California Court of Appeal, Second District, First Division
ORIGINAL PROCEEDING; petition for writ of mandate. Charles Q. Clay III, Judge. Writ granted. (Los Angeles County Super. Ct. No. VD077788).
John L. Dodd & Associates and John L. Dodd; Law Offices of Kayleene H. Writer and Kayleene H. Writer for Petitioner.
No appearance for Respondent.
Law Offices of F. Adrian Muñoz and Richard S. Singer for Real Party in Interest.
ROTHSCHILD, Acting P.J.
If a party dies between the time the court orally grants a judgment of dissolution and the time the court enters a written judgment of dissolution does the court lose jurisdiction to enter such judgment nunc pro tunc? For the reasons explained below, we hold the court does not lose jurisdiction to enter a nunc pro tunc judgment.
Alejandro and Thelma Martin were married on March 3, 2008 and separated on July 27, 2011. Alejandro petitioned for dissolution of the marriage on October 18, 2011. Thelma responded to the petition on December 12, 2011. Several months later, on April 3, 2012, Alejandro petitioned for bifurcation of the marital status, requesting that the trial court enter a judgment dissolving the marriage and reserve jurisdiction over all other issues. At a hearing on May 7, 2012, the court granted Alejandro's bifurcation petition. It granted a judgment of dissolution of marriage and reserved jurisdiction over all other issues. Alejandro's counsel submitted a written judgment to the court at the hearing. On May 22, 2012, Alejandro passed away. On May 25, 2012, the court entered the written judgment of dissolution.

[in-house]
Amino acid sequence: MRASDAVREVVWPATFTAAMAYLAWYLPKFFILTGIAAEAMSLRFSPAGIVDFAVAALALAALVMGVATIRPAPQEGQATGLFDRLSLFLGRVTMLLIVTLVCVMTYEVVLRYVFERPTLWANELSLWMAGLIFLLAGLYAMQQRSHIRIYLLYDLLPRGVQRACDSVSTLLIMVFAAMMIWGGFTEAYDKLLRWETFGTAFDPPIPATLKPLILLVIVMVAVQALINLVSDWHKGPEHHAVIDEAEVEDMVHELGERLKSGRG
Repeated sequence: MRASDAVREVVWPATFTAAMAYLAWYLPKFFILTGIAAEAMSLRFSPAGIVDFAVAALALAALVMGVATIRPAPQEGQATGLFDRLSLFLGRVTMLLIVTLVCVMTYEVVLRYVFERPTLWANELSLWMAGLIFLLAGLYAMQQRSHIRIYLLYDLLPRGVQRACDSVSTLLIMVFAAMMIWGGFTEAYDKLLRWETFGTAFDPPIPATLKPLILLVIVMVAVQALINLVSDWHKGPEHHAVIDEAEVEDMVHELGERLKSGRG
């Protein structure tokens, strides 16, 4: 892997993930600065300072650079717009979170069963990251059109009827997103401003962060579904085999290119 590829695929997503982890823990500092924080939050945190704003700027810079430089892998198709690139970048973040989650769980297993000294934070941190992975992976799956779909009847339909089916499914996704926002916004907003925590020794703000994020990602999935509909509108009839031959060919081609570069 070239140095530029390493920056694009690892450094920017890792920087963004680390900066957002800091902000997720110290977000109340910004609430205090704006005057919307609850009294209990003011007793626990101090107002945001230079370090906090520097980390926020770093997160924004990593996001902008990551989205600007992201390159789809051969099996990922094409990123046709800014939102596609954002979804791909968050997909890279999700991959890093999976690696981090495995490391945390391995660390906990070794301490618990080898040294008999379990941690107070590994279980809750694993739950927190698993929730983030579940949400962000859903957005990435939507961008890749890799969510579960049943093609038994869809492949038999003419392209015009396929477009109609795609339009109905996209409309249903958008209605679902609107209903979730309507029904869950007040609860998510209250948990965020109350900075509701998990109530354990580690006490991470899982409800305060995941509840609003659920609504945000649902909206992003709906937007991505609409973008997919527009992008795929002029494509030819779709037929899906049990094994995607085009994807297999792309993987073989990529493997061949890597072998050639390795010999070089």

On June 8, 2012, Alejandro's counsel appeared ex parte requesting that the trial court amend the May 25, 2012 written judgment nunc pro tunc as of a date prior to Alejandro's death, as the judgment of dissolution had been granted and the written judgment had been submitted to the court on May 7, 2012. The court denied the motion without prejudice on [167 Cal.Rptr.3d 775] the ground that no personal representative had been substituted in the action for Alejandro. On September 24, 2012, Alejandro's daughter, Sara Frederick, was appointed as her father's personal representative. On November 7, 2012, she requested an order joining her in the action as Alejandro's personal representative and amending the May 25, 2012 written judgment nunc pro tunc to terminate the marital status effective May 7, 2012. The court granted her request on December 11, 2012. It entered an amended judgment and served notice of its entry on December 20, 2012. No appeal was taken from the amended judgment.
At a status and trial setting conference on July 3, 2013, the trial court announced on its own motion that it was vacating its nunc pro tunc order and amended judgment on the ground that it had lacked jurisdiction when it entered them. According to the court, it lost jurisdiction over the matter on May 22, 2012, upon Alejandro's death, and the matter was to be resolved in probate court.
On August 2, 2013, Frederick petitioned this Court for a writ of mandate asking us to vacate the July 3, 2013 order. On September 3, 2013, at our direction, Thelma filed opposition to the petition. On October 3, 2013, we issued an order to show cause, scheduling the matter for oral argument and setting a due date of October 28, 2013 for Thelma to file a written return to the petition. She did not file a written return. Because we conclude that the trial court had jurisdiction when it entered the nunc pro tunc order and amended judgment, we grant the ...